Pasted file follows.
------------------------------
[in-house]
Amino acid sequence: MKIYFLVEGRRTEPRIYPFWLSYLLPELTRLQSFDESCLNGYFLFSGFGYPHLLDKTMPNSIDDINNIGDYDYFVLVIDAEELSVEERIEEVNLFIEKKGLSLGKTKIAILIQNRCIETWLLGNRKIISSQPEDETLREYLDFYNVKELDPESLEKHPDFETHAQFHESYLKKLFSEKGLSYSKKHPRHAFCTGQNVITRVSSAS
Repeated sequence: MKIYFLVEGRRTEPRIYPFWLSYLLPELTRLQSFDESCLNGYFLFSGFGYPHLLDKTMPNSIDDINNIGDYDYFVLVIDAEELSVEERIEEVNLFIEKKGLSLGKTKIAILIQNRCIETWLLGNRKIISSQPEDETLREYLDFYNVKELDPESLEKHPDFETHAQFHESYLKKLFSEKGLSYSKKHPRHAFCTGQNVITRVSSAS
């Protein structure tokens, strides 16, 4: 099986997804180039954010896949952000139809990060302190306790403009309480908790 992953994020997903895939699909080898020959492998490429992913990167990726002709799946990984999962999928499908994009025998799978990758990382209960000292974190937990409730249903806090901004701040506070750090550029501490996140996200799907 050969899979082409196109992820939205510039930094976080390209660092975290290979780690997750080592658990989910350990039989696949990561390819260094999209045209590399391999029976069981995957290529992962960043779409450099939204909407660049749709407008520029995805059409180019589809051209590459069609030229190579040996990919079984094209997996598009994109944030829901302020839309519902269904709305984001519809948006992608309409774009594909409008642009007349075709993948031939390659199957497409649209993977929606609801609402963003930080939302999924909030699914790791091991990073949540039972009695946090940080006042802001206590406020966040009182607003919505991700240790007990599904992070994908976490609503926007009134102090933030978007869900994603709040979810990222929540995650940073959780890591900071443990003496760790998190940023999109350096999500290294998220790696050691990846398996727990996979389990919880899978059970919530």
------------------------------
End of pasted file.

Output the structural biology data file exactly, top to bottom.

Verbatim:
[in-house]
Amino acid sequence: MKIYFLVEGRRTEPRIYPFWLSYLLPELTRLQSFDESCLNGYFLFSGFGYPHLLDKTMPNSIDDINNIGDYDYFVLVIDAEELSVEERIEEVNLFIEKKGLSLGKTKIAILIQNRCIETWLLGNRKIISSQPEDETLREYLDFYNVKELDPESLEKHPDFETHAQFHESYLKKLFSEKGLSYSKKHPRHAFCTGQNVITRVSSAS
Repeated sequence: MKIYFLVEGRRTEPRIYPFWLSYLLPELTRLQSFDESCLNGYFLFSGFGYPHLLDKTMPNSIDDINNIGDYDYFVLVIDAEELSVEERIEEVNLFIEKKGLSLGKTKIAILIQNRCIETWLLGNRKIISSQPEDETLREYLDFYNVKELDPESLEKHPDFETHAQFHESYLKKLFSEKGLSYSKKHPRHAFCTGQNVITRVSSAS
């Protein structure tokens, strides 16, 4: 099986997804180039954010896949952000139809990060302190306790403009309480908790 992953994020997903895939699909080898020959492998490429992913990167990726002709799946990984999962999928499908994009025998799978990758990382209960000292974190937990409730249903806090901004701040506070750090550029501490996140996200799907 050969899979082409196109992820939205510039930094976080390209660092975290290979780690997750080592658990989910350990039989696949990561390819260094999209045209590399391999029976069981995957290529992962960043779409450099939204909407660049749709407008520029995805059409180019589809051209590459069609030229190579040996990919079984094209997996598009994109944030829901302020839309519902269904709305984001519809948006992608309409774009594909409008642009007349075709993948031939390659199957497409649209993977929606609801609402963003930080939302999924909030699914790791091991990073949540039972009695946090940080006042802001206590406020966040009182607003919505991700240790007990599904992070994908976490609503926007009134102090933030978007869900994603709040979810990222929540995650940073959780890591900071443990003496760790998190940023999109350096999500290294998220790696050691990846398996727990996979389990919880899978059970919530």